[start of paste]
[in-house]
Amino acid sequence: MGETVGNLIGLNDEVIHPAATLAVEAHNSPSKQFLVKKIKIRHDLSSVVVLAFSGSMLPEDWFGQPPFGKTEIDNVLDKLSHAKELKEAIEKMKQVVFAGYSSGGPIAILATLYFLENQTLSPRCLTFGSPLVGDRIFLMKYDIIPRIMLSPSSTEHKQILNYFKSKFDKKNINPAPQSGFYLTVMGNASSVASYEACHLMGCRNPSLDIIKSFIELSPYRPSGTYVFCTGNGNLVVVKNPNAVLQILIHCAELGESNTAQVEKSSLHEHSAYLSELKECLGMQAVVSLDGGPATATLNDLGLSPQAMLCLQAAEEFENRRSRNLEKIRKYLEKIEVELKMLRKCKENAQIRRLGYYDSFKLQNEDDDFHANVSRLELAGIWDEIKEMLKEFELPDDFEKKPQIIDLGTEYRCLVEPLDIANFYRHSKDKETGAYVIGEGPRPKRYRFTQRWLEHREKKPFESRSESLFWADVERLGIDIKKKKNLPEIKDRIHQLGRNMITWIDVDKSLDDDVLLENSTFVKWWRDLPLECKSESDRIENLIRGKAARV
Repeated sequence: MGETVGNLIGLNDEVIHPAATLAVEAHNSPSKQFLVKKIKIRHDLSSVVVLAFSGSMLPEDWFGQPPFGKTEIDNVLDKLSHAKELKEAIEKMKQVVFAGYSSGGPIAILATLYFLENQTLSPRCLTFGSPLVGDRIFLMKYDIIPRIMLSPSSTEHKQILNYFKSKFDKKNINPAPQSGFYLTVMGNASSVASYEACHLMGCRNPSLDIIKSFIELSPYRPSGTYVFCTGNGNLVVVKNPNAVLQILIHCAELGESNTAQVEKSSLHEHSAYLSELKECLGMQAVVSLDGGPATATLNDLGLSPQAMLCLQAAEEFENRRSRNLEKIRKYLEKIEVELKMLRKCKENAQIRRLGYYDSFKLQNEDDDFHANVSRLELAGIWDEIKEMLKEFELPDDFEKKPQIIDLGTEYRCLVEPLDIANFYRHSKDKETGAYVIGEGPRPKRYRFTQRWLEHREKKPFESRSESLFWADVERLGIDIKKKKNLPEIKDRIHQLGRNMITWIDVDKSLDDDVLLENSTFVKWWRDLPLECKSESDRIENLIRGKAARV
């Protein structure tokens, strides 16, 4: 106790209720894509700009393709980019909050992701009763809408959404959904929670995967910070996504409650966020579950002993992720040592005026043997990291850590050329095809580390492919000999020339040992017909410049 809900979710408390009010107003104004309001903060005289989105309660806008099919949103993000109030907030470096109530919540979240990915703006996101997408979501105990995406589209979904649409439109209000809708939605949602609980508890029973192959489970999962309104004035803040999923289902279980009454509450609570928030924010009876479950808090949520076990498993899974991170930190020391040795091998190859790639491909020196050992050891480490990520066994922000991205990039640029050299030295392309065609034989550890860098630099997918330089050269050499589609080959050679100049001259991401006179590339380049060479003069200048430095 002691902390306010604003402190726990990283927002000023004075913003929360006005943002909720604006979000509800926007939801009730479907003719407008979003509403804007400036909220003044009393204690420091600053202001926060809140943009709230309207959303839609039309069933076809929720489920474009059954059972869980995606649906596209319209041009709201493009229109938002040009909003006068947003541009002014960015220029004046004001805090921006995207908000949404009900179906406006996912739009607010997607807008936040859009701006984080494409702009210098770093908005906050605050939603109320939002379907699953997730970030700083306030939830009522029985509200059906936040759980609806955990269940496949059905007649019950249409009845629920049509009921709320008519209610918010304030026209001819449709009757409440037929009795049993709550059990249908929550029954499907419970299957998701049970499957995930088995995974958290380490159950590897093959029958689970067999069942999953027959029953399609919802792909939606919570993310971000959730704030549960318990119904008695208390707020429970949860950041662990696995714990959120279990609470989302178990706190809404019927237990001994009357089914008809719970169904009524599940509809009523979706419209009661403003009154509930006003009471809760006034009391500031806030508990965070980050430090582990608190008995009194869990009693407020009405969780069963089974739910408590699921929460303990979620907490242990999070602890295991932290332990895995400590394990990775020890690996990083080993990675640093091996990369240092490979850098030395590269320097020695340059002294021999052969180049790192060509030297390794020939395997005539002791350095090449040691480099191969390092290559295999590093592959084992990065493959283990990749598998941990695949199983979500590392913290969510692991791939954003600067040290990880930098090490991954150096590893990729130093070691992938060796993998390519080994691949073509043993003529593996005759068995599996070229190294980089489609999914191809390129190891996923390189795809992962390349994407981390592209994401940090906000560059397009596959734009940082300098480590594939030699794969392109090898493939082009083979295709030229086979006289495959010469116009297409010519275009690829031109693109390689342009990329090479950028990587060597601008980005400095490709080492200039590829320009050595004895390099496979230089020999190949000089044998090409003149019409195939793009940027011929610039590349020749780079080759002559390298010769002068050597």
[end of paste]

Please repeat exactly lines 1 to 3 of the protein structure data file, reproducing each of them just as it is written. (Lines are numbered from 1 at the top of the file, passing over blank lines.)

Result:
[in-house]
Amino acid sequence: MGETVGNLIGLNDEVIHPAATLAVEAHNSPSKQFLVKKIKIRHDLSSVVVLAFSGSMLPEDWFGQPPFGKTEIDNVLDKLSHAKELKEAIEKMKQVVFAGYSSGGPIAILATLYFLENQTLSPRCLTFGSPLVGDRIFLMKYDIIPRIMLSPSSTEHKQILNYFKSKFDKKNINPAPQSGFYLTVMGNASSVASYEACHLMGCRNPSLDIIKSFIELSPYRPSGTYVFCTGNGNLVVVKNPNAVLQILIHCAELGESNTAQVEKSSLHEHSAYLSELKECLGMQAVVSLDGGPATATLNDLGLSPQAMLCLQAAEEFENRRSRNLEKIRKYLEKIEVELKMLRKCKENAQIRRLGYYDSFKLQNEDDDFHANVSRLELAGIWDEIKEMLKEFELPDDFEKKPQIIDLGTEYRCLVEPLDIANFYRHSKDKETGAYVIGEGPRPKRYRFTQRWLEHREKKPFESRSESLFWADVERLGIDIKKKKNLPEIKDRIHQLGRNMITWIDVDKSLDDDVLLENSTFVKWWRDLPLECKSESDRIENLIRGKAARV
Repeated sequence: MGETVGNLIGLNDEVIHPAATLAVEAHNSPSKQFLVKKIKIRHDLSSVVVLAFSGSMLPEDWFGQPPFGKTEIDNVLDKLSHAKELKEAIEKMKQVVFAGYSSGGPIAILATLYFLENQTLSPRCLTFGSPLVGDRIFLMKYDIIPRIMLSPSSTEHKQILNYFKSKFDKKNINPAPQSGFYLTVMGNASSVASYEACHLMGCRNPSLDIIKSFIELSPYRPSGTYVFCTGNGNLVVVKNPNAVLQILIHCAELGESNTAQVEKSSLHEHSAYLSELKECLGMQAVVSLDGGPATATLNDLGLSPQAMLCLQAAEEFENRRSRNLEKIRKYLEKIEVELKMLRKCKENAQIRRLGYYDSFKLQNEDDDFHANVSRLELAGIWDEIKEMLKEFELPDDFEKKPQIIDLGTEYRCLVEPLDIANFYRHSKDKETGAYVIGEGPRPKRYRFTQRWLEHREKKPFESRSESLFWADVERLGIDIKKKKNLPEIKDRIHQLGRNMITWIDVDKSLDDDVLLENSTFVKWWRDLPLECKSESDRIENLIRGKAARV